The Hudson River begins in Lake Tear of the Clouds on Mount Marcy, New York's highest peak. The Hudson River is 315 miles long. The river’s deepest point (216 feet deep) is near West Point and it's widest point is at Haverstraw where it is three and one half miles wide. From Troy south to the river’s mouth in New York harbor, the Hudson River is tidally influenced. Estuaries such as Constitution Marsh are nurseries for many Hudson River fish and waterfowl.
About 206 species of fish can be found in the river including shad, Atlantic Sturgeon, shortnose sturgeon, catfish, flounder, eels, river herring, smallmouth and largemouth bass, bluefish, sunfish, and carp. Geese, swans, surface feeding ducks such as mallards, black ducks and wood ducks are common on the Hudson River. Also seen are diving ducks such as scaup, bufflehead, canvasbacks and merganser. Common shorebirds include killdeer, spotted sandpipers, least sandpipers, greater yellowlegs, snowy egrets, least bitterns, green herons and great blue herons.
Perching birds seen in the marshes include marsh wrens, red-winded blackbirds, swamp swallows and yellow warblers. Gulls include herring gulls and great black-backed gulls. Raptors include bald eagles and osprey. Natural resources of the Hudson River have been contaminated through past and ongoing discharges of polychlorinated biphenyls (PCBs). The Hudson River Natural Resource Trustees -- New York State, the U.S. Department of Commerce, and the U.S. Department of the Interior -- are conducting a natural resource damage assessment (NRDA) to assess and restore those natural resources injured by PCBs.
The James River is a 410 mile long river. It’s the 12th largest river in the country that remains within the boundary of a single state, Virginia. It drains 10,432 square miles of watershed. The James River starts in Iron Gate and drains into the Chesapeake Bay at Fort Monroe. It is home to brook trout, American and hickory shad, striped bass and Atlantic sturgeon.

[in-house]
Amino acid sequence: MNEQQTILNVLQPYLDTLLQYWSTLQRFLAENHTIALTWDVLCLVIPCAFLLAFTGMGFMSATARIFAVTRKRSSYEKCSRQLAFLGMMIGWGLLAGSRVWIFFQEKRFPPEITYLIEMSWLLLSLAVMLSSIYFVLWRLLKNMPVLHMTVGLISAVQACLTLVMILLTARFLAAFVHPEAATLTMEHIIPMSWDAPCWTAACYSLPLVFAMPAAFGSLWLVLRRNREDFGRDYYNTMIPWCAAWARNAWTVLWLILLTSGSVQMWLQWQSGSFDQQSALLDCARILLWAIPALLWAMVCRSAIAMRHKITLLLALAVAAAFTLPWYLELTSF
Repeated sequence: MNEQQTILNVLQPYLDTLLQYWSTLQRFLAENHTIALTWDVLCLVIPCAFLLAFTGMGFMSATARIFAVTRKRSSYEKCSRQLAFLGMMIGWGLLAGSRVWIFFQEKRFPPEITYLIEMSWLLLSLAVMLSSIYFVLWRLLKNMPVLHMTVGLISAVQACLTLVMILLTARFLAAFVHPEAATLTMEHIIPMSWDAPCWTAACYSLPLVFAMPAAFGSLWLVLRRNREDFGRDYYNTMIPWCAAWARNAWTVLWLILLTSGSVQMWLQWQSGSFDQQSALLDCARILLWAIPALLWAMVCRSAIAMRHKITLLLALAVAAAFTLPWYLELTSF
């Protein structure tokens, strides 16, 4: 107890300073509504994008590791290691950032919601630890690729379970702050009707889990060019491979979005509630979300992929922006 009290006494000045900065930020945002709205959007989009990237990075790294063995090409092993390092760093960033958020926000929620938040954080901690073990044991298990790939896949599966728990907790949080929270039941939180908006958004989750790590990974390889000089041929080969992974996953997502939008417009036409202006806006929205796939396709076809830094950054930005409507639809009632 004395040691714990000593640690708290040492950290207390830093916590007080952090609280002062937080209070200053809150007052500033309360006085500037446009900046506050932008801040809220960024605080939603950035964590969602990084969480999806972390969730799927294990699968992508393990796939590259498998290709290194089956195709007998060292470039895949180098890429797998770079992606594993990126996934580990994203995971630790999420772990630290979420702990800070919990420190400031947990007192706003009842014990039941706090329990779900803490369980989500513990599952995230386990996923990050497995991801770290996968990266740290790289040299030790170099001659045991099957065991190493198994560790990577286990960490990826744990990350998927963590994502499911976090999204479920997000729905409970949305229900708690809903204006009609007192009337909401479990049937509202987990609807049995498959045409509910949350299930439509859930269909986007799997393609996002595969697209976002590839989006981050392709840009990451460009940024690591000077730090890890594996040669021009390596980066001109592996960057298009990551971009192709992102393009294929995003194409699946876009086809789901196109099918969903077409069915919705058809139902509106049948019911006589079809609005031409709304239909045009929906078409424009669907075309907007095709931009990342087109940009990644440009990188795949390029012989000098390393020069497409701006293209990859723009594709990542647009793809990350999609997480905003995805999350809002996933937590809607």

The Merrimack River begins in Franklin, New Hampshire. From there, it flows 110 miles through New Hampshire and finally joins the Atlantic Ocean at Newburyport, Massachusetts. About 4,700 square miles of the two states are drained by this river. This industrialized river still supports brook trout, in its headwaters, American shad, alewife, blueback herring, American eel, striped bass and hatchery-restored runs of Atlantic salmon.
Map of the Merrimack River Watershed - created by U.S. Army Corps of Engineers (pdf - 105KB)
The Pawcatuck River is a 30-mile long river that flows through Connecticut and Rhode Island. The Headwaters are at Worden Pond in South Kingstown, Rhode Island. From there, the river flows down into Little Narragansett Bay and then into Long Island Sound. It drains a 317 square mile watershed. The river supports American shad, alewife, blueback herring, American eels, shortnose and Atlantic sturgeon, and hatchery-reared Atlantic salmon.
Map of the Pawcatuck River (png - 65KB)
The Potomac River is the 21st largest river in the United States. It runs through Pennsylvania, Virginia, West Virginia, Maryland and the District of Columbia. It stretches 383 miles from Fairfax Stone, West Virginia to the mouth at Point Lookout, Maryland on the Chesapeake Bay. The watershed is 14,670 square miles in size. Brook trout, American eel, black sea bass, blueback herring, alewife, American and hickory shad, striped bass, Atlantic and shortnose sturgeon, summer flounder, tautog, and weakfish are found in this system.
Map of the Potomac River Watershed (pdf - 186KB)
The Susquehanna River is the largest river on the East Coast and the 16th largest river in the United States. The 444 mile long river passes through three states: New York, Pennsylvania and Maryland. It drains a 27,500 square mile watershed. Its headwaters lie in Cooperstown, New York at Otsego Lake. The mouth of the river empties into the Chesapeake Bay at Havre de Grace, Maryland. The Susquehanna River provides more than half of the freshwater flowing into the Chesapeake Bay and is an important key to the Bay’s health and sustainability. The river once supported a variety of migratory species including American shad, blueback herring, alewife, hickory shad, striped bass, Atlantic sturgeon, shortnose sturgeon, and American eel. Dams built to generate power on the river degraded fish habitat and blocked access to important nursery and rearing habitat. Thus most of the historic fisheries are in decline.